Monday, February 25, 2002


I've always liked Jean Harlow as a personality, but in BOMBSHELL, she proves she can really act. Like many screwballish comedies, the movie wears out its welcome about halfway through, but Harlow more than carries the picture. She has some very good long-take scenes where she rises to wonderful pitches of anger or hysteria. She was only 22 when she made this film; I seriously doubt that any of today's actresses could give such a solid performance at that age--Paltrow? No. Cameron Diaz? No. Bullock or Roberts? I don't think so.

It also does some interesting stuff with self-reference that wasn't done much back then. The plot, about a star who lives with her leeching family and puts up with an overactive agent, has some reference points in common with Harlow's own life (especially the family situation). There's also a scene where the Harlow character, an actress named Lola Burns, is reshooting a scene in a movie to placate the Hays code folks. If I heard correctly, they call the movie RED DUST and mention Clark Gable, and the scene she re-shoots is reminiscent of a real scene she did in that real movie.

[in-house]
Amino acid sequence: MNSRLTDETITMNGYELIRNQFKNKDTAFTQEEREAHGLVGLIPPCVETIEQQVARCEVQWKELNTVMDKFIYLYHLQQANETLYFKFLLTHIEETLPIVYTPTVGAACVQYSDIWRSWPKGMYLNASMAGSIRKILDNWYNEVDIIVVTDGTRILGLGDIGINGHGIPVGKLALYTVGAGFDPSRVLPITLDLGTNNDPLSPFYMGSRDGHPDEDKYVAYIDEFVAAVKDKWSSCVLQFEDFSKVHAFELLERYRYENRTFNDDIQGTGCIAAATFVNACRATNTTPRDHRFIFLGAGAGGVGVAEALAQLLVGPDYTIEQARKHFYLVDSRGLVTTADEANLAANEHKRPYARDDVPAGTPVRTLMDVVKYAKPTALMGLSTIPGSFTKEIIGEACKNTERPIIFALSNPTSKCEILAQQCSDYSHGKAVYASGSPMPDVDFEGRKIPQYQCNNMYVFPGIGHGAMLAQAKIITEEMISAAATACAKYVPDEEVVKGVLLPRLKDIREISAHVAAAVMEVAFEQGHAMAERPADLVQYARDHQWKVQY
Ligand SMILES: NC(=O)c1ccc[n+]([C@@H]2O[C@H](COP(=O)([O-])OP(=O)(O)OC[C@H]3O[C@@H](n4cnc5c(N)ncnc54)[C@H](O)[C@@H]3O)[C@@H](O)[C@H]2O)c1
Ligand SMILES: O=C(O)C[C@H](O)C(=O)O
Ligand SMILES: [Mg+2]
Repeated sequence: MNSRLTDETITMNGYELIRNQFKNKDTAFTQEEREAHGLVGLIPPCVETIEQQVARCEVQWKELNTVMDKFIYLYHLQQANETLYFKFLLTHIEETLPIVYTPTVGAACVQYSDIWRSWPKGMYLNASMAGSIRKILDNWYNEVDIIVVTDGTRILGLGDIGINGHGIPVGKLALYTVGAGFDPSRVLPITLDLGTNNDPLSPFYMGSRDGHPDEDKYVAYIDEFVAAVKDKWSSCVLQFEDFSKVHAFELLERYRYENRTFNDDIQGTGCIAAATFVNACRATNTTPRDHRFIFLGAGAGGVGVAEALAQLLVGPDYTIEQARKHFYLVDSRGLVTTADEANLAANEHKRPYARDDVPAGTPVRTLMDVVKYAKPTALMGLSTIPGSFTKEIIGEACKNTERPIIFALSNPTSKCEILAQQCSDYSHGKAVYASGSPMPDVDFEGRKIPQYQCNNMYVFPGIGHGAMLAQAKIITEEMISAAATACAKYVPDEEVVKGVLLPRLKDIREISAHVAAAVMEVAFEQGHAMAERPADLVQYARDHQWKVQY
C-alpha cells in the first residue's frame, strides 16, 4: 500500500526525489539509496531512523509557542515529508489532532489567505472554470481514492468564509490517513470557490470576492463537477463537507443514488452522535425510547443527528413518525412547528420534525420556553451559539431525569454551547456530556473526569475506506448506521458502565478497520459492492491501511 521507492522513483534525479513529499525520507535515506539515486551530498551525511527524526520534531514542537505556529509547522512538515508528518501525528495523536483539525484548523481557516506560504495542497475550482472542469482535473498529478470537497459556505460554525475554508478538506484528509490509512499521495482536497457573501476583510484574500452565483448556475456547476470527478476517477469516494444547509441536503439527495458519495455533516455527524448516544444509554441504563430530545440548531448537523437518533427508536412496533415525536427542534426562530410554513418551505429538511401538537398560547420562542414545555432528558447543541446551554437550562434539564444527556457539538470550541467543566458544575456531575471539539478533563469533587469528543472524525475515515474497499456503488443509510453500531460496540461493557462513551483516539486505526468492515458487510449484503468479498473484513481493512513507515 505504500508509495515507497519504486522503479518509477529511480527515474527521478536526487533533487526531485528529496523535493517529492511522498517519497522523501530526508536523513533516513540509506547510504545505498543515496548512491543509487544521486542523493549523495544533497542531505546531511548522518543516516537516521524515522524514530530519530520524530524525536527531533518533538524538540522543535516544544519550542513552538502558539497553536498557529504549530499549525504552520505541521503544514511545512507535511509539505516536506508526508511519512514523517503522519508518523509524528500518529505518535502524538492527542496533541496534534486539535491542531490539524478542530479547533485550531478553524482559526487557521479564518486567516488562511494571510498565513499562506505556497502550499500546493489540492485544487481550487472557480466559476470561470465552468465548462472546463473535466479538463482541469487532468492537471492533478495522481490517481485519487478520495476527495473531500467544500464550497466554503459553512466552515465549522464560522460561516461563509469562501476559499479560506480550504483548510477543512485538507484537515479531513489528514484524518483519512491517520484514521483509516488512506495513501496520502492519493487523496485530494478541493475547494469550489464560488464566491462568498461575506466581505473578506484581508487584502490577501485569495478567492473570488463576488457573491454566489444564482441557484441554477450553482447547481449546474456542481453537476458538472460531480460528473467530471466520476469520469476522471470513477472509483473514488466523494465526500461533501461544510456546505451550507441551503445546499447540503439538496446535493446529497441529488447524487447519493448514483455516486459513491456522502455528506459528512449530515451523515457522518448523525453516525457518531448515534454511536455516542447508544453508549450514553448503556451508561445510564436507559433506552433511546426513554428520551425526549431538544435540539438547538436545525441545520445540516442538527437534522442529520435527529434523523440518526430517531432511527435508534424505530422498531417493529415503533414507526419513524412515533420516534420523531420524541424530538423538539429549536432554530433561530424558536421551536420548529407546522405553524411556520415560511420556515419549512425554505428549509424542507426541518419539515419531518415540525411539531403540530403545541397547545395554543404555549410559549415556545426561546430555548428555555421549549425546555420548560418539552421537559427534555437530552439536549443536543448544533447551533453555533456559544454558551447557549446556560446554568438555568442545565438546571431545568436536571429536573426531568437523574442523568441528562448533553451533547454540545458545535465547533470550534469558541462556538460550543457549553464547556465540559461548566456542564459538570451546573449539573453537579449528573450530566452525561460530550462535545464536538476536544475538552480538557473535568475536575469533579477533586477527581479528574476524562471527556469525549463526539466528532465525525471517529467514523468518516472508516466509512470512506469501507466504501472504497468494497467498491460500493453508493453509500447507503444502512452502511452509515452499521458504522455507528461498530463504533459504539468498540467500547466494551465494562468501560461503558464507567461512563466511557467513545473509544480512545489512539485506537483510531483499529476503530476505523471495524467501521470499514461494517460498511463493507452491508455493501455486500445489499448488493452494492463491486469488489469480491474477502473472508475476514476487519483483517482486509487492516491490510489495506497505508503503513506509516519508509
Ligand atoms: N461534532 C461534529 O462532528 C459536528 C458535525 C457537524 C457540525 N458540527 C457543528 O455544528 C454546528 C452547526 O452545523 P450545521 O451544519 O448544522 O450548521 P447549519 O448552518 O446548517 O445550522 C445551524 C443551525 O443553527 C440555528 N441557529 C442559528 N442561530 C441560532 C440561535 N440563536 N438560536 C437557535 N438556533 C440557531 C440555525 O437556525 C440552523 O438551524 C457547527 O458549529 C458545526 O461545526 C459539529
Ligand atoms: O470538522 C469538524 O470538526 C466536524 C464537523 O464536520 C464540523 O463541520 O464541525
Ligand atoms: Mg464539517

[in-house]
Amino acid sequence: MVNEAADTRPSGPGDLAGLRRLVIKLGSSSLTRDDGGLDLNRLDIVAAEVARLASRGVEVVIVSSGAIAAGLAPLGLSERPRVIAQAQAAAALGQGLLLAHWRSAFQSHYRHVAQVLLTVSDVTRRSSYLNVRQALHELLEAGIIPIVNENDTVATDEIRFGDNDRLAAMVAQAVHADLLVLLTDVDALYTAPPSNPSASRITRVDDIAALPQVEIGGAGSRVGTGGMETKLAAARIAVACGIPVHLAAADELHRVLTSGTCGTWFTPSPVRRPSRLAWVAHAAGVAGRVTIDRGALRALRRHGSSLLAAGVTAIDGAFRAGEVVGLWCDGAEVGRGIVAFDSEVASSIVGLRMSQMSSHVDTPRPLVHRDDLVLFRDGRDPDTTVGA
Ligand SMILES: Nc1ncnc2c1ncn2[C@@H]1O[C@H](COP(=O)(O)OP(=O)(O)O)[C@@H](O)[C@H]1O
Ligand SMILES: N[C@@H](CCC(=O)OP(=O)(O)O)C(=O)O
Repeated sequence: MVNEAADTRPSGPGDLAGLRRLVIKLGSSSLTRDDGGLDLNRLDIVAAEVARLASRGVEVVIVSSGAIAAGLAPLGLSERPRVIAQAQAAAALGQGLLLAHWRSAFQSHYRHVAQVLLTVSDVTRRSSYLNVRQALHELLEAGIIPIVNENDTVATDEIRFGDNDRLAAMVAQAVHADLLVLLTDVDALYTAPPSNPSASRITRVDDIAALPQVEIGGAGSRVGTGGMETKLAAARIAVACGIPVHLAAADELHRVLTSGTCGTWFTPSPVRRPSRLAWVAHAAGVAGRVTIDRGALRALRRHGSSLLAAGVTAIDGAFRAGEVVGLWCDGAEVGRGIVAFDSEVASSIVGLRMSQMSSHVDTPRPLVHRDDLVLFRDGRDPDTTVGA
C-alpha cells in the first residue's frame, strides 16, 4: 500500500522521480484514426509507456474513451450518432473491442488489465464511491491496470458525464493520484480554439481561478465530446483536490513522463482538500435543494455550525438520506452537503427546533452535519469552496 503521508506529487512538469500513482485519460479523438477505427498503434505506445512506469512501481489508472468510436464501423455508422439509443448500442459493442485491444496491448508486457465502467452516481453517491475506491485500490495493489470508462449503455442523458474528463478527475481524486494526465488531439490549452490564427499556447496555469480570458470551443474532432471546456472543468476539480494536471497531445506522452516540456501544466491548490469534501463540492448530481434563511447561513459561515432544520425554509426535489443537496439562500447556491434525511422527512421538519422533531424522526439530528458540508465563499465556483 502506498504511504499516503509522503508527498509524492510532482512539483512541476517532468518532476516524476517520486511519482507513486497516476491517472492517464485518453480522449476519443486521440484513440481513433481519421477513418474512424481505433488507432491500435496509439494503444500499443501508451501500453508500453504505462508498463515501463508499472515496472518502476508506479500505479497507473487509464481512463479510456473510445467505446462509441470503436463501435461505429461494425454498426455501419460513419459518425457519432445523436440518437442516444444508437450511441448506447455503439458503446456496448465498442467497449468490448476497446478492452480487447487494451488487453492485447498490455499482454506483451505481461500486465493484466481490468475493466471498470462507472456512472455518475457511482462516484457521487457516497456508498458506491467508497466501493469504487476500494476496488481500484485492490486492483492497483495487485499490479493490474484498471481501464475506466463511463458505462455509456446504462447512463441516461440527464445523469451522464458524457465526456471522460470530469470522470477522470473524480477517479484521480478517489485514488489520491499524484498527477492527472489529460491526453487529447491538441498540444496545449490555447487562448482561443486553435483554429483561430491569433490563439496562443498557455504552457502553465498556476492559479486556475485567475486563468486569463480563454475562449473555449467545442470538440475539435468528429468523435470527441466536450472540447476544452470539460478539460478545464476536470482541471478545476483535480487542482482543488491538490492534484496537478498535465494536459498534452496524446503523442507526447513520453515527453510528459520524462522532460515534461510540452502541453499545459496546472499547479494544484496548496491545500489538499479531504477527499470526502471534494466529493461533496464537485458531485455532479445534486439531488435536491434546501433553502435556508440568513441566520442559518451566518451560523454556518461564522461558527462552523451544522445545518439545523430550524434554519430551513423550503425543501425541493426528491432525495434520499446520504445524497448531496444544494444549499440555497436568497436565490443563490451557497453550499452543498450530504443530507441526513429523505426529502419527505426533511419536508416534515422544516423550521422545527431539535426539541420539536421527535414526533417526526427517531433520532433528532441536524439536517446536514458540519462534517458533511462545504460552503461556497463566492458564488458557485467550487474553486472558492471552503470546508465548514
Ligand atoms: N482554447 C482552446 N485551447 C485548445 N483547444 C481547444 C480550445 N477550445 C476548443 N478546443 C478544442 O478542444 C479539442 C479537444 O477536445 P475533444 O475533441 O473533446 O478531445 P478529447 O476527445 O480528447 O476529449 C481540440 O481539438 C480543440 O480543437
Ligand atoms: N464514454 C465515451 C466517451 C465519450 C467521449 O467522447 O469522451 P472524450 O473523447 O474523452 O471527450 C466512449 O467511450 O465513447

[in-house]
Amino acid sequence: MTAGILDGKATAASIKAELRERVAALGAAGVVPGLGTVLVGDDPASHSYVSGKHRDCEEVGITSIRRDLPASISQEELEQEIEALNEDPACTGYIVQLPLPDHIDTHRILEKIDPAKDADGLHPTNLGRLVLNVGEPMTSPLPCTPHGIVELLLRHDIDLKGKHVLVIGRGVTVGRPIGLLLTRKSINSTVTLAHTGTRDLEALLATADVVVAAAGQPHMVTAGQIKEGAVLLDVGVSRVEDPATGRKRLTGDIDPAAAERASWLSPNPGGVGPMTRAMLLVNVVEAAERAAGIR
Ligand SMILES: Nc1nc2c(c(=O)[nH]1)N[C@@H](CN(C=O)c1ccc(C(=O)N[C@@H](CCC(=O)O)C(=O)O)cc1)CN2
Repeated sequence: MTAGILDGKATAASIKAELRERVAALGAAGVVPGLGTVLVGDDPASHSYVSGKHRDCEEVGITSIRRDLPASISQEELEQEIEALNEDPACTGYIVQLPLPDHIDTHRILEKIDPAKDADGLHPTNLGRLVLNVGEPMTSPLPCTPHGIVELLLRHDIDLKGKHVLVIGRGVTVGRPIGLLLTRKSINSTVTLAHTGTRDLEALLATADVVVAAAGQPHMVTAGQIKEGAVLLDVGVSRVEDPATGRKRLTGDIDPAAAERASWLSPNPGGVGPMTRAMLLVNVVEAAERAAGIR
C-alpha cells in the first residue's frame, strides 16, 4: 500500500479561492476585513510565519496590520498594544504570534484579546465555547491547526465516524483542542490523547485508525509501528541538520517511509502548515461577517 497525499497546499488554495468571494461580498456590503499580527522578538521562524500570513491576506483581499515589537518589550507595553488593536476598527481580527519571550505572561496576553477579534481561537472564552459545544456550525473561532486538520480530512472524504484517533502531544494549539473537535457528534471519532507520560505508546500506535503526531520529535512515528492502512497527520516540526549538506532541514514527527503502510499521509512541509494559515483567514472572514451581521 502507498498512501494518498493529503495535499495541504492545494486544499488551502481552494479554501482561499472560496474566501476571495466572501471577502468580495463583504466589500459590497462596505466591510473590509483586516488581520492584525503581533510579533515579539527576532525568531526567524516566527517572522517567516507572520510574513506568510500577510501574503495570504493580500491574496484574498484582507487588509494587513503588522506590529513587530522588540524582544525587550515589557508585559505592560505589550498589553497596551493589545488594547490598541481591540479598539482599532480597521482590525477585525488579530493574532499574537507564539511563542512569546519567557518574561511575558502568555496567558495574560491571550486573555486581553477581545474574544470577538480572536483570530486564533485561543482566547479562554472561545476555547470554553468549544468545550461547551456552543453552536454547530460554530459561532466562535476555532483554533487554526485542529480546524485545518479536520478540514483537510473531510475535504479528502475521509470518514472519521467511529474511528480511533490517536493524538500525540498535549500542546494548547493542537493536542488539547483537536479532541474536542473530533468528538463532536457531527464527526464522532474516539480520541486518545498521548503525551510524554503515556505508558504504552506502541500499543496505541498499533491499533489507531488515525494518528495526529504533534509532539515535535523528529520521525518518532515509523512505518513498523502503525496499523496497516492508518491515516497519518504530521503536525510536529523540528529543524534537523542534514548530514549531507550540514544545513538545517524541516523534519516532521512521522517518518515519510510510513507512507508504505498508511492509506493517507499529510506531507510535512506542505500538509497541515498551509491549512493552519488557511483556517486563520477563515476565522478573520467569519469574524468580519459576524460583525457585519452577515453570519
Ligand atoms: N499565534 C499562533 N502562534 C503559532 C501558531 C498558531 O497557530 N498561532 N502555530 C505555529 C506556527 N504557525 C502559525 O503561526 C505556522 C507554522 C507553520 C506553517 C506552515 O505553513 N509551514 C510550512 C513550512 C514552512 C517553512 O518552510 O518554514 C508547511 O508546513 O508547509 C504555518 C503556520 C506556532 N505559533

Other quick notes about it: I think I don't much like Lee Tracy, or maybe it's just that I always see him play unlikeable characters. His character is hateful, but we're supposed to like him by the end--I did not. And there were a few racy jokes, the best one involving Louise Beavers, as Harlow's maid. She comes in wearing an evening wrap instead of a negligee, telling Harlow that her negligee had "got all torn up" the other night. Harlow replies, "You're mighty hard on your negligees on your days off." Beavers smiles. In acknowledging that servants (and black women in particular) had sex lives, it was ahead of its time. The presence of some solid supporting players (Frank Morgan, Franchot Tone, Una Merkel) is also a plus.

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